Pass value to non-running VB program (more points to come)

Posted on 2000-03-29
Last Modified: 2010-05-02
Sorry for the low points. With EE's server change, I lost about 20 of them. I'll up it as I get more over the coming days.

I have a series of help files called from a large program. The way the program is set up, it requires that the help files be in a specific directory relative to the application, and I can't change that.

I also provide, within the help files, a link as a means to allow the clients to write their own help files to supplement the help files I provide. Each help screen in my file (there are about 15,000) makes a call to the client-created help file, passing the help context string that matches the calling screen.

Given that different clients at different sites have different configurations, these links require that the client's help files appear in the same directory as the help file we provide (or at least a consistent relative path). This irks the clients, as it requires that, when they update their help files, each new help file must be distributed to the proper directory on hundreds (if not thousands) of user PCs.

It would be (relatively) easy to change my 15,000 links to invoke a vb program (or other executable), and have that call the client's customized help file from some central server. But I don't know how to pass that context string value to the vb app so that the vb app can then invoke the correct help screen.

Given that the call to the client's customized help file is:
where Client1.hlp is the help file and CL85 is the help context string, if I were to change this to:

(or some variation thereof), where HelpCall.exe is the vb app, what would I do when writing HelpCall to capture the CL85, so I could pass it as a context string to the custom help file?

In a worst-case scenario, I could modify my help files to write the context string to a text file (or ini or something) and then invoke the vb application, which would read the file to determine the context string to call. But that's a performance issue I don't want to have to face.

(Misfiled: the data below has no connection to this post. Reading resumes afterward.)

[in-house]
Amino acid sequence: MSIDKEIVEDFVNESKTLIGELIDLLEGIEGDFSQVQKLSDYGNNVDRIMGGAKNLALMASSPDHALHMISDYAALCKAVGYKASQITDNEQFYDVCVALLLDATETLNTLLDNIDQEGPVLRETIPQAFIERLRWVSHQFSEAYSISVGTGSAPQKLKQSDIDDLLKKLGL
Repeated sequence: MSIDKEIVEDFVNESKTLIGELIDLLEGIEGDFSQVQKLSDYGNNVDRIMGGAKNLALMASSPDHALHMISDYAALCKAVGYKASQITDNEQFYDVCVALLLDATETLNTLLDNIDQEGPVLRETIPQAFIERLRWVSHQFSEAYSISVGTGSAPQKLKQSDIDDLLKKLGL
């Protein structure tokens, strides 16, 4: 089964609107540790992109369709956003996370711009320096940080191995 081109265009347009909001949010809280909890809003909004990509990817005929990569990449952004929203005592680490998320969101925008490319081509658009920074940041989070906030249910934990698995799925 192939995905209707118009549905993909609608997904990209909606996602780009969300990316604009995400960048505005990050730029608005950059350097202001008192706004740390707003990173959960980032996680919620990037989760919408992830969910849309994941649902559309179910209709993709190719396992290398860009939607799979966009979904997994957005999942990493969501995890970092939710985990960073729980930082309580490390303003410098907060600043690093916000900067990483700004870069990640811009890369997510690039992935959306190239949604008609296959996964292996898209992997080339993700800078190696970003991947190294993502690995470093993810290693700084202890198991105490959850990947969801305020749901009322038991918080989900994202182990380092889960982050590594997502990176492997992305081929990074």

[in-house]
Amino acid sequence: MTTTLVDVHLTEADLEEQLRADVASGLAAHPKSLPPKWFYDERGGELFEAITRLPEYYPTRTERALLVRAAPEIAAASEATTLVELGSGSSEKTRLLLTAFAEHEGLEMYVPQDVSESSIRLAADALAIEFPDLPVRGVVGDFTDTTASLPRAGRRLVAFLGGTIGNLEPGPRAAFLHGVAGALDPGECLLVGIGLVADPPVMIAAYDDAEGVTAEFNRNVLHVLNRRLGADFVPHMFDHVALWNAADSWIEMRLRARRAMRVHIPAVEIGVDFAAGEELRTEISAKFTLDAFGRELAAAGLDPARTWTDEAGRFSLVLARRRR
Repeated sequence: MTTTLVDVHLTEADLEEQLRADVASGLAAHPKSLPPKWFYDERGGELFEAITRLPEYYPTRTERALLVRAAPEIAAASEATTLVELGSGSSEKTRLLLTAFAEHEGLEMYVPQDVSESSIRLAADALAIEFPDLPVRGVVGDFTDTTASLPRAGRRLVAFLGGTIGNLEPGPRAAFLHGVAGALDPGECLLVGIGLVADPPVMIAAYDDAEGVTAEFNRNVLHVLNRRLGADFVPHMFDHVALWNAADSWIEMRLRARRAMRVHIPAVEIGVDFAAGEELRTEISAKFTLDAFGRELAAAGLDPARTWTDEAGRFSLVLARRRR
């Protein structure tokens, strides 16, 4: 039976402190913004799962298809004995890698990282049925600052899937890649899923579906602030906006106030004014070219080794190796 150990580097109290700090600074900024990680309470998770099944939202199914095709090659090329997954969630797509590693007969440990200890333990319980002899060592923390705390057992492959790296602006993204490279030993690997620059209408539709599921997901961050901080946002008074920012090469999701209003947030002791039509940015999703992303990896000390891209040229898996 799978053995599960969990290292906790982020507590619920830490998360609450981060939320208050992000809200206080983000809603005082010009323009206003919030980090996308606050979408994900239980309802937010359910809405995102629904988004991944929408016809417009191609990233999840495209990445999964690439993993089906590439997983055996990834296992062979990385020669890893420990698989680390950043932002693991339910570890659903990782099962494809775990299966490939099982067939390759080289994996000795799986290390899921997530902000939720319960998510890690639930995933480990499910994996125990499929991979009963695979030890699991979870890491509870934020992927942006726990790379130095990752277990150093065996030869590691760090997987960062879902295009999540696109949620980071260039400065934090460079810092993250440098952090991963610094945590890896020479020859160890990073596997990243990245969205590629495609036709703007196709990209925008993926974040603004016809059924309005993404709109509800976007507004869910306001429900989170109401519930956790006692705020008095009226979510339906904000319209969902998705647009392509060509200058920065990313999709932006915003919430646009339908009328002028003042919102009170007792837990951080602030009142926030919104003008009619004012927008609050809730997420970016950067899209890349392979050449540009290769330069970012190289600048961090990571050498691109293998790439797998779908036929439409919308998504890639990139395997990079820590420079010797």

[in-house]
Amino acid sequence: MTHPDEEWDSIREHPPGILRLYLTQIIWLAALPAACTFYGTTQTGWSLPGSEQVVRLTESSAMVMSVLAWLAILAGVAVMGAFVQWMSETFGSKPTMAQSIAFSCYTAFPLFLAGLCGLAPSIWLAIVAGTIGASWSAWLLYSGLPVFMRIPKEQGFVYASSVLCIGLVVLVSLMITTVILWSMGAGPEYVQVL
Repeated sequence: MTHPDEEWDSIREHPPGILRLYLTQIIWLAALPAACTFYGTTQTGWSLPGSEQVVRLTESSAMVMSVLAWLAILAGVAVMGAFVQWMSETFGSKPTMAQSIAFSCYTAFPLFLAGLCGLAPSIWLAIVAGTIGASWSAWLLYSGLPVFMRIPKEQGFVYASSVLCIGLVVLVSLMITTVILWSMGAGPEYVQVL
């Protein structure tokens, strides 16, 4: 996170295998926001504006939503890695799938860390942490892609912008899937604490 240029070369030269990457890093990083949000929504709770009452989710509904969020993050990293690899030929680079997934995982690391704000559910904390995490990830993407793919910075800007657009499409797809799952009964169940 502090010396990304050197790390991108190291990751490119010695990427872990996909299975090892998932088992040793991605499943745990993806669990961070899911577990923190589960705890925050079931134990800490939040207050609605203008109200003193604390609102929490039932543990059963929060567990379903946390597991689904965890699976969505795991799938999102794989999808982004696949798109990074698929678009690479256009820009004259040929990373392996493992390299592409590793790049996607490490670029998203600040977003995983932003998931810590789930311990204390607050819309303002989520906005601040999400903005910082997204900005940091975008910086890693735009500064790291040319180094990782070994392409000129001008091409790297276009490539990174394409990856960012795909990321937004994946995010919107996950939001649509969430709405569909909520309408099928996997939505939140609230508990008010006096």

Any help would be appreciated and rewarded accordingly (as soon as I get more points!).

-- b.r.t.
Question by:BarryTice
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Accepted Solution

gcs001 earned 50 total points
ID: 2667112
I'm not sure that I understand your question correctly, but it seems that you want to be able to pass a command line parameter to a VB program.

To access this parameter in your VB program all you need to do is call the
Command() function - this returns any command line parameters you may have passed to the program.

as in:
Dim ContextString as String
ContextString = Command()

You could put this either in your Form Load event or your Sub Main, whichever you're using.


Author Comment

ID: 2667147
Grant --
It sounds like that's what I'm looking for.

In the context of a DOS command line (if anybody remembers those), I'm looking for the parameters that would have followed the initial command.

If I were to launch my vb program from a DOS command line, passing extra parameters at the end, those parameters are what I want to capture.

If the Command() function will give them to me, that's exactly what I'm looking for.  Thanks! -- b.r.t.
LVL 32

Expert Comment

ID: 2667209
gcs has it - Command returns a string containing all command line parameters.  It's up to you to parse the string, but that's pretty easy, after all.
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Author Comment

ID: 2670813
Grant --
It worked exactly as you said it would. Thanks!

If you're in a hurry to collect points, I'll grade you on this at the current point level. If you're in no hurry, I'll wait until EE gets its point distribution working again, and take this up to 50. (By my count, I should have 49 today. But I only have 24, and they're all devoted to this question.)

Thanks again! -- b.r.t.

Expert Comment

ID: 2670838
Glad it worked.
I'm willing to wait for the extra points.
Let me know when you have them available.


Author Comment

ID: 2673369
Adjusted points from 24 to 50

Author Comment

ID: 2673370
Here are some points and a nice grade for you, Grant. Thanks for the help! -- b.r.t.

Expert Comment

ID: 2677150
Thanks Barry, glad I could help.

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